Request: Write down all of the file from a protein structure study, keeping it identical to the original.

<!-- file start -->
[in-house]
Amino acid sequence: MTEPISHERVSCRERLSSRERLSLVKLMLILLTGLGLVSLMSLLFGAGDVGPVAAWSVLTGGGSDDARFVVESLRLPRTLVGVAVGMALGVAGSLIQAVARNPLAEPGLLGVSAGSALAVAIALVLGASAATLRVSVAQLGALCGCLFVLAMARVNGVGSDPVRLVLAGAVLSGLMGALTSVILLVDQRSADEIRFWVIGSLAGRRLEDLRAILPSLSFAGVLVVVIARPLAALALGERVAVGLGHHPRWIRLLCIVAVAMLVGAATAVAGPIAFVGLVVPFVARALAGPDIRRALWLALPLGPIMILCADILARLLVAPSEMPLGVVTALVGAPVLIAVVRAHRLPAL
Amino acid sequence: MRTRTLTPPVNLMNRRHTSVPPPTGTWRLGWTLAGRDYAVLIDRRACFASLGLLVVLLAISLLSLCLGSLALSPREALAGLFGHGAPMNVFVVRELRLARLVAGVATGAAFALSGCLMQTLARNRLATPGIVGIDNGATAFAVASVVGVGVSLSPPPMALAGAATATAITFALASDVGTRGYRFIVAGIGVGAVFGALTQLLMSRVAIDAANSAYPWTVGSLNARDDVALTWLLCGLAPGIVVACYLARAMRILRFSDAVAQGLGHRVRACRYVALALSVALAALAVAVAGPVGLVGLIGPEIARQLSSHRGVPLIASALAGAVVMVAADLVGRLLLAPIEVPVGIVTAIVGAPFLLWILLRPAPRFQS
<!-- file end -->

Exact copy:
[in-house]
Amino acid sequence: MTEPISHERVSCRERLSSRERLSLVKLMLILLTGLGLVSLMSLLFGAGDVGPVAAWSVLTGGGSDDARFVVESLRLPRTLVGVAVGMALGVAGSLIQAVARNPLAEPGLLGVSAGSALAVAIALVLGASAATLRVSVAQLGALCGCLFVLAMARVNGVGSDPVRLVLAGAVLSGLMGALTSVILLVDQRSADEIRFWVIGSLAGRRLEDLRAILPSLSFAGVLVVVIARPLAALALGERVAVGLGHHPRWIRLLCIVAVAMLVGAATAVAGPIAFVGLVVPFVARALAGPDIRRALWLALPLGPIMILCADILARLLVAPSEMPLGVVTALVGAPVLIAVVRAHRLPAL
Amino acid sequence: MRTRTLTPPVNLMNRRHTSVPPPTGTWRLGWTLAGRDYAVLIDRRACFASLGLLVVLLAISLLSLCLGSLALSPREALAGLFGHGAPMNVFVVRELRLARLVAGVATGAAFALSGCLMQTLARNRLATPGIVGIDNGATAFAVASVVGVGVSLSPPPMALAGAATATAITFALASDVGTRGYRFIVAGIGVGAVFGALTQLLMSRVAIDAANSAYPWTVGSLNARDDVALTWLLCGLAPGIVVACYLARAMRILRFSDAVAQGLGHRVRACRYVALALSVALAALAVAVAGPVGLVGLIGPEIARQLSSHRGVPLIASALAGAVVMVAADLVGRLLLAPIEVPVGIVTAIVGAPFLLWILLRPAPRFQS